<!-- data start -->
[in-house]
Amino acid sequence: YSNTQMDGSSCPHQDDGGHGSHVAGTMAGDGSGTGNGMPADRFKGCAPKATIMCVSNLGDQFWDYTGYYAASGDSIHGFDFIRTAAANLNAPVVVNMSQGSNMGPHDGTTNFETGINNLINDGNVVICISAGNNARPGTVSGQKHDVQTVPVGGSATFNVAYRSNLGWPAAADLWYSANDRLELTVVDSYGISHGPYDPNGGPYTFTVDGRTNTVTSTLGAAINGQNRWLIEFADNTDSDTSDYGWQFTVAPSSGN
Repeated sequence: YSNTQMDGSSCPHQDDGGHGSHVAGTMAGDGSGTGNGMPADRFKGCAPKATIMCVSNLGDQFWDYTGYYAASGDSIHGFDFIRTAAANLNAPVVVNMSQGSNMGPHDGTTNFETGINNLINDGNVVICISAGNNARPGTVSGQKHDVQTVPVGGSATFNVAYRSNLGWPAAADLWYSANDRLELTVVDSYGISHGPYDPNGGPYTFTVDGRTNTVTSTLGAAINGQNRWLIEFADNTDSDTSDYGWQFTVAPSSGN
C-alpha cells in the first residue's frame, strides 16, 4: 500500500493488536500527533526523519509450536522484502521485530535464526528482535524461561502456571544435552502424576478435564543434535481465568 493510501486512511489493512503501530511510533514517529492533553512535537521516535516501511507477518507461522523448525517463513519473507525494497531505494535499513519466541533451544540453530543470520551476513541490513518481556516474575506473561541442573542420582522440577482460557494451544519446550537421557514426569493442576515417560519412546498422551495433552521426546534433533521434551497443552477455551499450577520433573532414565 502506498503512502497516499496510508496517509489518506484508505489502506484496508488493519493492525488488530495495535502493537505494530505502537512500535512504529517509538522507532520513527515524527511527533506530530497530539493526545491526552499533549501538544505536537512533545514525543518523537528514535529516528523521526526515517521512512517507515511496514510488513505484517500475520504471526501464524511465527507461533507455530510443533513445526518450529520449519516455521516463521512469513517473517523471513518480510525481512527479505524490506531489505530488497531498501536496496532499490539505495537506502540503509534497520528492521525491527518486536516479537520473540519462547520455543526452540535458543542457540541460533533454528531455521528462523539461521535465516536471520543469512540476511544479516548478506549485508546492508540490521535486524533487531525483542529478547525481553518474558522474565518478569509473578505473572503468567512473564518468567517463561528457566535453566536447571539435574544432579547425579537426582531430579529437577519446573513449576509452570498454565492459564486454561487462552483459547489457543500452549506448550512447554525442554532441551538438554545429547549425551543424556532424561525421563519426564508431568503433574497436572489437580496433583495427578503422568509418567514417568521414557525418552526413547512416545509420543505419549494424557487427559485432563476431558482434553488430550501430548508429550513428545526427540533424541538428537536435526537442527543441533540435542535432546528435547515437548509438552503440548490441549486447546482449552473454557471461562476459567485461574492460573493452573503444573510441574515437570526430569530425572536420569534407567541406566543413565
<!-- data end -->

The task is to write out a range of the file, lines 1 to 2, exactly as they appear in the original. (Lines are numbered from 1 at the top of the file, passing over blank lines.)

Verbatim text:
[in-house]
Amino acid sequence: YSNTQMDGSSCPHQDDGGHGSHVAGTMAGDGSGTGNGMPADRFKGCAPKATIMCVSNLGDQFWDYTGYYAASGDSIHGFDFIRTAAANLNAPVVVNMSQGSNMGPHDGTTNFETGINNLINDGNVVICISAGNNARPGTVSGQKHDVQTVPVGGSATFNVAYRSNLGWPAAADLWYSANDRLELTVVDSYGISHGPYDPNGGPYTFTVDGRTNTVTSTLGAAINGQNRWLIEFADNTDSDTSDYGWQFTVAPSSGN